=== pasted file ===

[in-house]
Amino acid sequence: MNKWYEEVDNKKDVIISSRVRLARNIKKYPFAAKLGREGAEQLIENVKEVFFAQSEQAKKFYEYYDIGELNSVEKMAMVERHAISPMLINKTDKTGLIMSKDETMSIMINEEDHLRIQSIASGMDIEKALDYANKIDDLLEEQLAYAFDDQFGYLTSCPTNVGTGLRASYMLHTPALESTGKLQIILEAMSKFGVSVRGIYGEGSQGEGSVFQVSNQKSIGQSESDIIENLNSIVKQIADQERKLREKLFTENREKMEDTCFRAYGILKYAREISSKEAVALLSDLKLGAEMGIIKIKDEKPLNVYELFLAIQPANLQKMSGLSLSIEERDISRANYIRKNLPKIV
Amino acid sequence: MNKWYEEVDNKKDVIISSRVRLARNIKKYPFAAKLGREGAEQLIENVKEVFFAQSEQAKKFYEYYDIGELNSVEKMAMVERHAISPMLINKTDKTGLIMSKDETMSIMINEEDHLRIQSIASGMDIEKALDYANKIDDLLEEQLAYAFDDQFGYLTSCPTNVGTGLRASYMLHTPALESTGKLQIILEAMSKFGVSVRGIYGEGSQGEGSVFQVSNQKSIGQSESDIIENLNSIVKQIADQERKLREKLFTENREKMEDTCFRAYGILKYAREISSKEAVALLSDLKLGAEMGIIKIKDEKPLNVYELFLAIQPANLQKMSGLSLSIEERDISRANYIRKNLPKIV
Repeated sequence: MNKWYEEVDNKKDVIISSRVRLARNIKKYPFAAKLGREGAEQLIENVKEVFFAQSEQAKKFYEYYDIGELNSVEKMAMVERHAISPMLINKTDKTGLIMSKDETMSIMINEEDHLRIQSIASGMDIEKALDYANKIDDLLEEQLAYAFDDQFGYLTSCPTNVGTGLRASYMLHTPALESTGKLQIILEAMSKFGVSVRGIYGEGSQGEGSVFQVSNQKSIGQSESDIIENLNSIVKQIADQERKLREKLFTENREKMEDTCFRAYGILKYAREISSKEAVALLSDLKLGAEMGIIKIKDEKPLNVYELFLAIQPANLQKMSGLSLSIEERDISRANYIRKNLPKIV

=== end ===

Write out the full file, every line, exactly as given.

[in-house]
Amino acid sequence: MNKWYEEVDNKKDVIISSRVRLARNIKKYPFAAKLGREGAEQLIENVKEVFFAQSEQAKKFYEYYDIGELNSVEKMAMVERHAISPMLINKTDKTGLIMSKDETMSIMINEEDHLRIQSIASGMDIEKALDYANKIDDLLEEQLAYAFDDQFGYLTSCPTNVGTGLRASYMLHTPALESTGKLQIILEAMSKFGVSVRGIYGEGSQGEGSVFQVSNQKSIGQSESDIIENLNSIVKQIADQERKLREKLFTENREKMEDTCFRAYGILKYAREISSKEAVALLSDLKLGAEMGIIKIKDEKPLNVYELFLAIQPANLQKMSGLSLSIEERDISRANYIRKNLPKIV
Amino acid sequence: MNKWYEEVDNKKDVIISSRVRLARNIKKYPFAAKLGREGAEQLIENVKEVFFAQSEQAKKFYEYYDIGELNSVEKMAMVERHAISPMLINKTDKTGLIMSKDETMSIMINEEDHLRIQSIASGMDIEKALDYANKIDDLLEEQLAYAFDDQFGYLTSCPTNVGTGLRASYMLHTPALESTGKLQIILEAMSKFGVSVRGIYGEGSQGEGSVFQVSNQKSIGQSESDIIENLNSIVKQIADQERKLREKLFTENREKMEDTCFRAYGILKYAREISSKEAVALLSDLKLGAEMGIIKIKDEKPLNVYELFLAIQPANLQKMSGLSLSIEERDISRANYIRKNLPKIV
Repeated sequence: MNKWYEEVDNKKDVIISSRVRLARNIKKYPFAAKLGREGAEQLIENVKEVFFAQSEQAKKFYEYYDIGELNSVEKMAMVERHAISPMLINKTDKTGLIMSKDETMSIMINEEDHLRIQSIASGMDIEKALDYANKIDDLLEEQLAYAFDDQFGYLTSCPTNVGTGLRASYMLHTPALESTGKLQIILEAMSKFGVSVRGIYGEGSQGEGSVFQVSNQKSIGQSESDIIENLNSIVKQIADQERKLREKLFTENREKMEDTCFRAYGILKYAREISSKEAVALLSDLKLGAEMGIIKIKDEKPLNVYELFLAIQPANLQKMSGLSLSIEERDISRANYIRKNLPKIV